Asian filmmaker aims at city dwellers. Veteran of Taiwan's `new wave' still makes waves with films on urban life
Washington — WHEN William Holden rode across the screen in the 1953 American western ``Escape From Fort Bravo,'' he didn't know his performance would help launch Taiwan's ``new wave'' of filmmakers more than 25 years later. But sitting in a dark Taipei theater in the early 1950s was a wide-eyed six-year-old Chinese boy. He couldn't take his eyes off Holden, as the actor exuded his wholesome charm. That little boy today recalls the ``cowboys, cavalry, pretty girls, circling the wagons, having to fight their way out - it was a lot of fun. It was the excitement that you don't see in everyday life. I went to school the next day and was telling all my classmates about the story for so long that I lost my voice.''
Film writer-director Edward Yang laughs as he recalls his early infatuation with ``Fort Bravo,'' and how that single motion picture sparked in him an interest in film that continues today. ``At a young age, two things really affected me a lot. One was comic books. The other was films. We were really poor then. Movies were about the only entertainment besides radio, pop music, and comic books,'' he says.
The ``new wave'' rose to prominence in Taiwan during the early 1980s. These new directors, including Yang, were Taiwan's Chinese baby-boomers. Their films were introspective and used new actors, defying both the often propagandistic film fare of mainland China or the glitzy consumer-oriented pizazz of Hong Kong's flicks.
While most of this new wave of filmmakers crested by mid-decade, and now have faded into frothy foam, Yang continues to make waves of his own. Film critics have called him the ``ambassador of cinema for Taiwan'' and ``an original.'' They compare his work to that of Antonioni.
Relaxing on a couch during a visit to the United States, Yang fits the image of a modern-day director. Black horn-rimmed glasses and black short-cropped hair against white: white floppy jacket, white T-shirt, white Calvin Klein jeans, white socks, white tennis shoes. The image is self-conscious, self-contained, self-controlled.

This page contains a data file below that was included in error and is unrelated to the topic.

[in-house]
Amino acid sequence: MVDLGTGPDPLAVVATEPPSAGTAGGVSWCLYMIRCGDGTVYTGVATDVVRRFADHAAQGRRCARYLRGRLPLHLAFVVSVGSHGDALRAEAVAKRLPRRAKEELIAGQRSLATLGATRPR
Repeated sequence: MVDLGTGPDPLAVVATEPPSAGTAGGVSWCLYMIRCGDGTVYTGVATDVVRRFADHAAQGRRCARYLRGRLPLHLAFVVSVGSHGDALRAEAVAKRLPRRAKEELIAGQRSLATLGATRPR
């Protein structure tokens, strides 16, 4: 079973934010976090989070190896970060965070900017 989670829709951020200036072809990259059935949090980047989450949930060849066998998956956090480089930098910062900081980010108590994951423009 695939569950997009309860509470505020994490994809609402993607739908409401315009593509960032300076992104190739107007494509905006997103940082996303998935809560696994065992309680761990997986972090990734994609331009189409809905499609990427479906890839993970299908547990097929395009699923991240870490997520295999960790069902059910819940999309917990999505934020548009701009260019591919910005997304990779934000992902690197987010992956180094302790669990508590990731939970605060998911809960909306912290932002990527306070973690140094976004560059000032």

He claims to talk very little. ``I make films because then I don't have to speak as much. I'm a pretty bad talker,'' he says in fluent English. ``Words to me are very difficult.'' But when the subject is film, the conversationalist in him comes to the fore, and the excited little boy of the early 1950s returns, as if on cue.
``Film is a 100 percent commitment,'' he says, his voice rising. ``Even when I'm asleep and I wake up, I think of ideas.'' He becomes more animated: ``I relax when I'm inspired. I get excited to tell my scriptwriter or friends about my idea.'' He leans forward. ``That's rewarding. That's the most relaxing thing for me.'' He speaks faster. ``Working on the script is the tensest moment. I try to fit everything into a puzzle.''
Yang's most recent and acclaimed films have urban themes. ``That Day, On the Beach'' (1983) is peopled with characters reminiscent of Yang's boyhood friends. ``Taipei Story'' (1985), which he refers to as his ``love affair'' with his city, is a film in which Taipei, is actually the central character. ``The Terrorizer'' (1986) deals with people living in their own small worlds, and the tragedy such a self-centered existence can lead to.
His films - all English subtitled - usually employ intricate plot structure and paint a stark picture of urban dwellers. This is not surprising from a director who calls himself a ``city rat.''
``My interest in film is in urbanized surroundings and relationships,'' he says. ``My target audience I like to talk to are urbanized people.''
``The Terrorizer'' focuses on mostly young urbanites who have stopped caring for one another. The film is high drama, and its psychological trauma and, in the end, physical violence leave a strong impression on moviegoers. ``I'm trying to get the message across that if this [individuals becoming more and more isolated] continues, some innocent people will get hurt. It's my way of sounding the alarm.''
Yang, who has been called Taiwan's most intellectual and Westernized director, is very much a product of his country's new generation. This generation came of age, as he says, ``without the constant fear of war and having to move.'' Born in Shanghai, he and his family moved to Taiwan when he was very young. In the early '70s he came to the US, as did many of the island's educated elite. He attended graduate school and became a US citizen. He returned to Taiwan in 1981.
Although working on two new scripts, Yang says it is difficult in Taipei today to plan very far ahead. Instead of giving the island's population more freedom, the death last January of Chiang Kai-shek's son, President Chiang Ching-kuo, has brought governmental decisionmaking to a virtual halt, he says. ``Everything is in transition right now,'' he adds.
Each of Yang's previous films had a contemporary setting; one of his new projects, however, is set in World War II. His work, as always, is going slowly. ``I read and write very slowly. That's why from a very young age I turned anything I could into an image.''
Film festivals including those in Cannes (France), Locarno (Switzerland), and London have praised Yang's work. But he says he wishes international film critics would reserve judgment ``for five to 10 years, when I hope to have a collection of films which can speak more clearly and completely about me as a filmmaker. I hope I will have made [a] comedy by then.''